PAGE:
Review by Victoria Large
Posted on 29 May 2011
Source projected DVD
Categories The 2011 Independent Film Festival Boston
Hot Coffee opens with Seinfeld’s famous bass line and a clip of Kramer, the show’s goofiest character, explaining that he plans to sue a vendor for selling him coffee that was too hot. The moment is an obvious reference to Liebeck v. McDonald’s Restaurants, the famous 1990s court case that is frequently cited by critics as the ultimate in frivolous consumer lawsuits. More snippets of jokes and commentary follow as we hear from late night talk show host Craig Ferguson and curmudgeonly pundits Andy Rooney and John Stossel. The montage serves as a speedy way for director Susan Saladoff to establish the derisive attitude that many people have toward the case, but much of her audience won’t need the reminder: the Liebeck case has been an easy punch line for some time now.
What initially makes Hot Coffee so compelling, then, is how it debunks many of the common misconceptions about the Liebeck case. Archive footage and new interviews reveal how the facts of the case were widely distorted - Liebeck was not, as is commonly believed, driving her car when she suffered the burns, for one thing - and the severity of Liebeck’s injuries were often downplayed or ignored. Photos of Liebeck’s burned body and reports of the skin grafting that her injuries required are sobering enough to make the jokes not seem so funny anymore.
But despite its title, the film is about more than just the Liebeck case: Saladoff goes on to examine the reasons why the case was so highly publicized in such a negative light, tying it in to larger issues of tort reform (the controversial political movement that seeks to limit the hearing of cases like Liebeck’s and the awarding of damages in such cases) and questions of consumer rights and protection. Saladoff presents a number of extreme cases in addition to Liebeck’s, including that of Lisa and Mike Gourley, whose son Colin suffered brain damage at birth due to medical malpractice. As a result of caps on damages in their state, the Gourleys have been left with $1.25 million to pay for a lifetime of expensive medical care for their son, despite the fact that a jury initially awarded them $5.6 million. The Gourleys’ doctor had been sued for malpractice twice before.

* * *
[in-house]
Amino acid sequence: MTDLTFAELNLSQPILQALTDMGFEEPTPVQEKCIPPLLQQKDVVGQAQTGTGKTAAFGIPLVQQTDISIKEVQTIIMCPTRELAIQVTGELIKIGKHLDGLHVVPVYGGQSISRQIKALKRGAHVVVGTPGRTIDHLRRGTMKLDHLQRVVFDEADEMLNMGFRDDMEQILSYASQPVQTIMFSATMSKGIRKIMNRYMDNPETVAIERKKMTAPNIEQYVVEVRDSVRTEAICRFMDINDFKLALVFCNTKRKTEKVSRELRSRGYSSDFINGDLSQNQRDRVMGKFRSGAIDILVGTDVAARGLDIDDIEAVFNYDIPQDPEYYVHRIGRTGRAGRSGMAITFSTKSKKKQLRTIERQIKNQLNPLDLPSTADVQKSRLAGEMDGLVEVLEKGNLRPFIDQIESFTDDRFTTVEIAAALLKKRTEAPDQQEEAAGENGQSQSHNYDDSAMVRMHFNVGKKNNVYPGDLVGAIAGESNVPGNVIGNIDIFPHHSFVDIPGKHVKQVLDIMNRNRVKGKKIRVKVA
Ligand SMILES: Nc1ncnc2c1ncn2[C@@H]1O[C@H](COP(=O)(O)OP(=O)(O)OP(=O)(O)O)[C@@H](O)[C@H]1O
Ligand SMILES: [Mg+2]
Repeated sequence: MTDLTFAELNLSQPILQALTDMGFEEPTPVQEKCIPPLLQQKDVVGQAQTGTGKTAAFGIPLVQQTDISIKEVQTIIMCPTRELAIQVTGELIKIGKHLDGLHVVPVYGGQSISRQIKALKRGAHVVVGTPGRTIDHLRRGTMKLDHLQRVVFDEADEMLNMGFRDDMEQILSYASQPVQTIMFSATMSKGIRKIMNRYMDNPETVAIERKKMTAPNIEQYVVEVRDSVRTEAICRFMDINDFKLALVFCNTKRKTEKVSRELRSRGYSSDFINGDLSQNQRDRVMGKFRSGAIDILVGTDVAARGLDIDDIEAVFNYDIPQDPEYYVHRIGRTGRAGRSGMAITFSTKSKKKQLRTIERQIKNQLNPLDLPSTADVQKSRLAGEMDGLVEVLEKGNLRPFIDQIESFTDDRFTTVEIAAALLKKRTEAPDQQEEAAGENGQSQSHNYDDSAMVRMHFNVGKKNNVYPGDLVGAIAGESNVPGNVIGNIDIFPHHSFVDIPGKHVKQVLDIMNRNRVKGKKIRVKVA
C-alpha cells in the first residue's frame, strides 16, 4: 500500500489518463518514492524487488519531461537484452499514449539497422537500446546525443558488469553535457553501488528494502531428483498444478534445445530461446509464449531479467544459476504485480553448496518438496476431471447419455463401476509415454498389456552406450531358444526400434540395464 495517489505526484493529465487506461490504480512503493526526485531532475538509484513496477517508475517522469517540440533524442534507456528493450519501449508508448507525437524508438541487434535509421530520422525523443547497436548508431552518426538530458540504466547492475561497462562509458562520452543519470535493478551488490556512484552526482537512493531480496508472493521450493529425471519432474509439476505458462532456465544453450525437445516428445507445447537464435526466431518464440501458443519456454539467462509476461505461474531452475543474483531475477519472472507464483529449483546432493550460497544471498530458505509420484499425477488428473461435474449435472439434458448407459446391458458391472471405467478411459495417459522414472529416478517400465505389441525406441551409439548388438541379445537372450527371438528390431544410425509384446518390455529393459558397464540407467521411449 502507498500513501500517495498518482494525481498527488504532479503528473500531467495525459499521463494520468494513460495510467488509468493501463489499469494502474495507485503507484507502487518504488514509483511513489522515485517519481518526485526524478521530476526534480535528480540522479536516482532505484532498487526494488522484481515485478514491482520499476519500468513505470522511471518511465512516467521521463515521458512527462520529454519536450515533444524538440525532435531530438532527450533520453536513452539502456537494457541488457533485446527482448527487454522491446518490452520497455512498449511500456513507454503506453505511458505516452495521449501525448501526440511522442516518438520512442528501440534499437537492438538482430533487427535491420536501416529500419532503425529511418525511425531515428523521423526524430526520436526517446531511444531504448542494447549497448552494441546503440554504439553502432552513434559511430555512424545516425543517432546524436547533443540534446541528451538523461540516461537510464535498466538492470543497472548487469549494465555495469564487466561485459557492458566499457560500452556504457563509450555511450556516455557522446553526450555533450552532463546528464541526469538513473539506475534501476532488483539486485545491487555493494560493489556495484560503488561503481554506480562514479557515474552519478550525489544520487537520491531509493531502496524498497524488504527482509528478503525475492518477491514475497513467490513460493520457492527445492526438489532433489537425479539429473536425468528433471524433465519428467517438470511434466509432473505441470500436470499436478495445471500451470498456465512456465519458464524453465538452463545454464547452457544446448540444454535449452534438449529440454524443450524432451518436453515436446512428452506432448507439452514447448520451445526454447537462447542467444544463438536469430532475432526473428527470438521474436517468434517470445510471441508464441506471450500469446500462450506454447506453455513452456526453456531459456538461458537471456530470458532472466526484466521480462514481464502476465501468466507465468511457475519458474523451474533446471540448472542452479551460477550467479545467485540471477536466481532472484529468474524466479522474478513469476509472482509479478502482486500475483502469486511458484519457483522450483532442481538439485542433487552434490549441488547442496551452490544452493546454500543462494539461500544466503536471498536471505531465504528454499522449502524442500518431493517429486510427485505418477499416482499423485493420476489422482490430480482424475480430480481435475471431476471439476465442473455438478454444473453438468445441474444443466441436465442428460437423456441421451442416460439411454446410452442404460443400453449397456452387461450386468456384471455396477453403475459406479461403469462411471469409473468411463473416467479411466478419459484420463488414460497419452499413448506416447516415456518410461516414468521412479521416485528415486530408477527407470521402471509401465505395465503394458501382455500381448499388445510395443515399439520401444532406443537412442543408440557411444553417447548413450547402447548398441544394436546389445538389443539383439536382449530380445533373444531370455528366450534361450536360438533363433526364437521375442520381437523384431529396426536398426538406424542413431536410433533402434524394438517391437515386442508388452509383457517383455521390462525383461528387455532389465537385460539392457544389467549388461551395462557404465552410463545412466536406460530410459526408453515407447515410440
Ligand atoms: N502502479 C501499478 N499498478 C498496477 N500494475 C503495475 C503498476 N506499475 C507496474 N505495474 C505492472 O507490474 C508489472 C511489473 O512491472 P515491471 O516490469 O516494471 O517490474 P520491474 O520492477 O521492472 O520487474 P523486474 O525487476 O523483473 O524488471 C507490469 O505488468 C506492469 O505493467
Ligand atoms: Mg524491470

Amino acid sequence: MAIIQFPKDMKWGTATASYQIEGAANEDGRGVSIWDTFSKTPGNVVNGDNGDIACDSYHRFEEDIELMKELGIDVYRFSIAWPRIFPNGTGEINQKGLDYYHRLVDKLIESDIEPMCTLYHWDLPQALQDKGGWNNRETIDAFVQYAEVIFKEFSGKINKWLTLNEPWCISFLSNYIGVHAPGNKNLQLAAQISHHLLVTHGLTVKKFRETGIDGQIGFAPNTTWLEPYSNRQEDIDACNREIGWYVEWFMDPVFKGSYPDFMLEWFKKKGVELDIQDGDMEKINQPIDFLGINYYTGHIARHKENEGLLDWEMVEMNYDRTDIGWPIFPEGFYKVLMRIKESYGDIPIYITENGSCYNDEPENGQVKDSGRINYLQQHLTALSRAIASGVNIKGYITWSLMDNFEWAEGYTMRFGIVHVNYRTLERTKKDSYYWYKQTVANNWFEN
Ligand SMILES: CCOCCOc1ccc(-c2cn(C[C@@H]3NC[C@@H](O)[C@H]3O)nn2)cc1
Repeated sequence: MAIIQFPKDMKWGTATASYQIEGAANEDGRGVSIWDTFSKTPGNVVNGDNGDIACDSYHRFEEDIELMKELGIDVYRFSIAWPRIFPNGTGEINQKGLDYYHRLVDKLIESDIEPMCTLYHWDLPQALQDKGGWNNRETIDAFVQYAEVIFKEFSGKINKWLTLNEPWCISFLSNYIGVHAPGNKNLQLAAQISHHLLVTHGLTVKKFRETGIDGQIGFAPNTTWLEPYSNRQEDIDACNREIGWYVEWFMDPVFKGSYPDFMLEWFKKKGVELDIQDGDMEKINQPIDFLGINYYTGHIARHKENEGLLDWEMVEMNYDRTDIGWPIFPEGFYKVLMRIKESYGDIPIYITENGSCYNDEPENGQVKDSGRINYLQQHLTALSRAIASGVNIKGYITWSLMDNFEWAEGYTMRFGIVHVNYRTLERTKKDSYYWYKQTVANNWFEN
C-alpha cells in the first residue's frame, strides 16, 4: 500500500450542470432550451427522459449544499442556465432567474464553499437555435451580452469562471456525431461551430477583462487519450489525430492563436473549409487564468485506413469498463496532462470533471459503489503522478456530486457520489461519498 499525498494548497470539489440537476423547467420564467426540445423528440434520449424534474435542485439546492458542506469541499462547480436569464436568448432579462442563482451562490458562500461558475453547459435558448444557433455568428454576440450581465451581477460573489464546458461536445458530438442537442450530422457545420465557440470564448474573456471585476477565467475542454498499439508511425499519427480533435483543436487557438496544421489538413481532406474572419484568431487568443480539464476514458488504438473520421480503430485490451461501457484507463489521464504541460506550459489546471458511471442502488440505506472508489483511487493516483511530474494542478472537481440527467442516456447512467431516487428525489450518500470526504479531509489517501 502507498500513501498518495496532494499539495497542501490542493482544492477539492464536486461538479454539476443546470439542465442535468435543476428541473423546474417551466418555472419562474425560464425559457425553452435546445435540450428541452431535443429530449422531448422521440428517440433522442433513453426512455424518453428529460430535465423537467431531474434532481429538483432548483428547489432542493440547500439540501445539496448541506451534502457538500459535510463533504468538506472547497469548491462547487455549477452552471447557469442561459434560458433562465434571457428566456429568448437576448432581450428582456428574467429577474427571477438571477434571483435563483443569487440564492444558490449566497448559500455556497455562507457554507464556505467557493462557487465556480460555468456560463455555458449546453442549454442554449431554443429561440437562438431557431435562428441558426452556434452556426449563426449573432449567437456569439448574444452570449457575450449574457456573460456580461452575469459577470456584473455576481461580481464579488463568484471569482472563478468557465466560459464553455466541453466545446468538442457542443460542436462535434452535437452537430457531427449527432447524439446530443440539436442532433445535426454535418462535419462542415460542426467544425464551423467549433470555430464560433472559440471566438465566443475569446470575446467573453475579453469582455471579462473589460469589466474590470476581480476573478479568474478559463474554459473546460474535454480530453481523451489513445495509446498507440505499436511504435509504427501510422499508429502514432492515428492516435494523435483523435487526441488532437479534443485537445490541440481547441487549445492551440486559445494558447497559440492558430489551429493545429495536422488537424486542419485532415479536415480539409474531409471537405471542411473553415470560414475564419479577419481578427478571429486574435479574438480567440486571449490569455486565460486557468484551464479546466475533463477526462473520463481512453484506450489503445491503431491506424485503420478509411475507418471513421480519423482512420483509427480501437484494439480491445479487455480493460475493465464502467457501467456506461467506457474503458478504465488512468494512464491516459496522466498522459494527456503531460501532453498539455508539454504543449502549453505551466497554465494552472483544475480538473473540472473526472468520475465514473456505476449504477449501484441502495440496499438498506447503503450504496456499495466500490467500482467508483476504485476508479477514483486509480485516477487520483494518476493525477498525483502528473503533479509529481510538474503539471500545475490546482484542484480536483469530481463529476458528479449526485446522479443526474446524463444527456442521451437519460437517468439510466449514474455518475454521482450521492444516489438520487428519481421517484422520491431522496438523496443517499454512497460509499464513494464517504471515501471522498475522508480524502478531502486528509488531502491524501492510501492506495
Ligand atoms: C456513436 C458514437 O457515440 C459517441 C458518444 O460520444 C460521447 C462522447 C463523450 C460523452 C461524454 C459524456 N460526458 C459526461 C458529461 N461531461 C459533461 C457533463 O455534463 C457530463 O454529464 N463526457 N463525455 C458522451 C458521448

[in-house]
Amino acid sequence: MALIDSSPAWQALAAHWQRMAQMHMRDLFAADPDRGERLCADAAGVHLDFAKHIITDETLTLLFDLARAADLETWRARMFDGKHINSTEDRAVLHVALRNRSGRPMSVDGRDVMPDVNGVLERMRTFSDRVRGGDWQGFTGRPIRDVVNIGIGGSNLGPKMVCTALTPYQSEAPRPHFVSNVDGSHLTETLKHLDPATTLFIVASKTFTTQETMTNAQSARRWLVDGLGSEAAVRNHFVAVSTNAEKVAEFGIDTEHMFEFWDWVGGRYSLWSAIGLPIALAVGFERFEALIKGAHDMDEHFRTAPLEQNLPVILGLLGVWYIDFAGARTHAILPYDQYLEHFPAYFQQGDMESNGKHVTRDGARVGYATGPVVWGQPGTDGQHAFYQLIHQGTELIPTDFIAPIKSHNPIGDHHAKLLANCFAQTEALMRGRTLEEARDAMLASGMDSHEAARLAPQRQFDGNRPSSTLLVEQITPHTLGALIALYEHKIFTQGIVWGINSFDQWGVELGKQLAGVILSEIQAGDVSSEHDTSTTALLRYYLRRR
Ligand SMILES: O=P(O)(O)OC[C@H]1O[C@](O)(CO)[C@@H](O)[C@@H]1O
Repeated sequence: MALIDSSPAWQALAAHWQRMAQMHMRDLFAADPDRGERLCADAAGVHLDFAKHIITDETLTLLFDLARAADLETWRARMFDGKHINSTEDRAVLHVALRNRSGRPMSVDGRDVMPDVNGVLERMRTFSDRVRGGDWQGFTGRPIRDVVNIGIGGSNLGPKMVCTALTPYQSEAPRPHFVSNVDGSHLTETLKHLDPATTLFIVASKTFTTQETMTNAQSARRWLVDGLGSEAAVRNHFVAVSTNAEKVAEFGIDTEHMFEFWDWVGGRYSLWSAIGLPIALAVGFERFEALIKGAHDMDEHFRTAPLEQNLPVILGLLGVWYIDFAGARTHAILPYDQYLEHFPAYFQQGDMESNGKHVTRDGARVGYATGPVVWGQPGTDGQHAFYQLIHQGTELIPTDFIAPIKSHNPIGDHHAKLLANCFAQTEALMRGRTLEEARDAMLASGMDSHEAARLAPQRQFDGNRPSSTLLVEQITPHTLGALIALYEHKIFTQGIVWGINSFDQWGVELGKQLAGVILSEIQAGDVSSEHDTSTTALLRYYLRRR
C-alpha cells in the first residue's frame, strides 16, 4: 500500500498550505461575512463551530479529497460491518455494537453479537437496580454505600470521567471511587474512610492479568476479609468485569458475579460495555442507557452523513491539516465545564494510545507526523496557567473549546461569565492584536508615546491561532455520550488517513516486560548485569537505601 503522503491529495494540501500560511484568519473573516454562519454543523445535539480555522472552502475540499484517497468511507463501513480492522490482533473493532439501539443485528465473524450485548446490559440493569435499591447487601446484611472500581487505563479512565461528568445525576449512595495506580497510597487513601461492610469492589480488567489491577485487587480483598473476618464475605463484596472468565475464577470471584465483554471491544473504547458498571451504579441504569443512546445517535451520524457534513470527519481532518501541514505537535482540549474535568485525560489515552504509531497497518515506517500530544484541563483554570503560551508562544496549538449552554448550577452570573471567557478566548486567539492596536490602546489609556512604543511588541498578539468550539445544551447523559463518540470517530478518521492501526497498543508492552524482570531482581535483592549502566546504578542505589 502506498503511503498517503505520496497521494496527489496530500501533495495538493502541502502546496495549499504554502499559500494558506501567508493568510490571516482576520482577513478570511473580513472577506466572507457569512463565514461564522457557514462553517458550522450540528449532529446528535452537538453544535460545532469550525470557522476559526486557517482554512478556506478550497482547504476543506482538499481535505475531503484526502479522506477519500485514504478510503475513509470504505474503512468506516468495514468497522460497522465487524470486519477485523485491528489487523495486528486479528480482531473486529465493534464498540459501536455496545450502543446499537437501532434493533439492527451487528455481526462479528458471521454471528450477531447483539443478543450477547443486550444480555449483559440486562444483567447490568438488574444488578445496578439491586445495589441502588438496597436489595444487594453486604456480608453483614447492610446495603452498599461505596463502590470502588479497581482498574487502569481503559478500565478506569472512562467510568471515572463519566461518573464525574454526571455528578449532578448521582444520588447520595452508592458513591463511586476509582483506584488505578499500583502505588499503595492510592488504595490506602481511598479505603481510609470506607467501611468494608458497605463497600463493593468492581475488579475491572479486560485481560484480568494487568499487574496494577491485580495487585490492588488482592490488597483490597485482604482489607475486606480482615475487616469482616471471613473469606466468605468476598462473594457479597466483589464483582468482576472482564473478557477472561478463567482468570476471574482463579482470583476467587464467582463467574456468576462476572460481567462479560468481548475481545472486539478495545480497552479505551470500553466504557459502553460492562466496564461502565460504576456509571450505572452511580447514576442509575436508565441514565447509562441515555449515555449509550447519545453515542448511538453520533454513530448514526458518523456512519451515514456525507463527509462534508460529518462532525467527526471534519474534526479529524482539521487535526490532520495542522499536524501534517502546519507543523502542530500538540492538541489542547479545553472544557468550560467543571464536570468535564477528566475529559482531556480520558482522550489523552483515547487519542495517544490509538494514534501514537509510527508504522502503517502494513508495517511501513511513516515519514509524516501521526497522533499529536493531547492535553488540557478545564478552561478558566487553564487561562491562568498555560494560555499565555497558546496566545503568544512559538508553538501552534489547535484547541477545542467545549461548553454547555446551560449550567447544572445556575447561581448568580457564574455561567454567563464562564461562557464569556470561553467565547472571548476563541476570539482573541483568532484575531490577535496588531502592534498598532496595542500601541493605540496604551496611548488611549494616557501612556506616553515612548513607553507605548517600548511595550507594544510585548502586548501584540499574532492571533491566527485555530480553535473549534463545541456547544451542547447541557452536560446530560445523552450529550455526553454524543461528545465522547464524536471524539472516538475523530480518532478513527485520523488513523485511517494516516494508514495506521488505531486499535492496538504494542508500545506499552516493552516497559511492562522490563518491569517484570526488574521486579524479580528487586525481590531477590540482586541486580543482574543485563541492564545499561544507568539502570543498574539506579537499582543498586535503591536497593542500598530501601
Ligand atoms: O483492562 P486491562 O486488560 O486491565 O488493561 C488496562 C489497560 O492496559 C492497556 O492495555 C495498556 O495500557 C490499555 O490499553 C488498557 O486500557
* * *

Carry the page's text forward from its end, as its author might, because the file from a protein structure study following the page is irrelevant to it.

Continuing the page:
In another highly charged instance, former Halliburton employee Jamie Leigh Jones is shown battling to even have her case heard in court. Though Jones was allegedly gang-raped while working for Halliburton in Iraq in 2004 (Jones had to have reconstructive surgery as a result of her injuries.), a mandatory arbitration clause in her employment contract has prevented her from bringing her case to trial. The scenes of Jones arguing for her right to trial are among the most gripping in the film.
Hot Coffee is a galvanizing and often infuriating documentary, which is just what Saladoff has intended here. It presents its arguments against tort reform in a way designed to stoke viewers’ emotions, and it succeeds as fiery expose. But it is in no way an unbiased film: Saladoff, a former trial lawyer with twenty-five years of experience behind her, makes no bones about her agenda, even making the unfortunate misstep of ending the film with a Powerpoint-style guide for how her viewers can take action. Some may balk at such heavy-handed tactics, but while Saladoff is forceful in making her points, they are points worth hearing. Hot Coffee challenges assumptions and opens its viewers up to a debate that they may not have realized that they were interested in—let alone had a stake in. At the very least, it takes viewers past the readymade punch lines and may instead push them toward further research and discussion.
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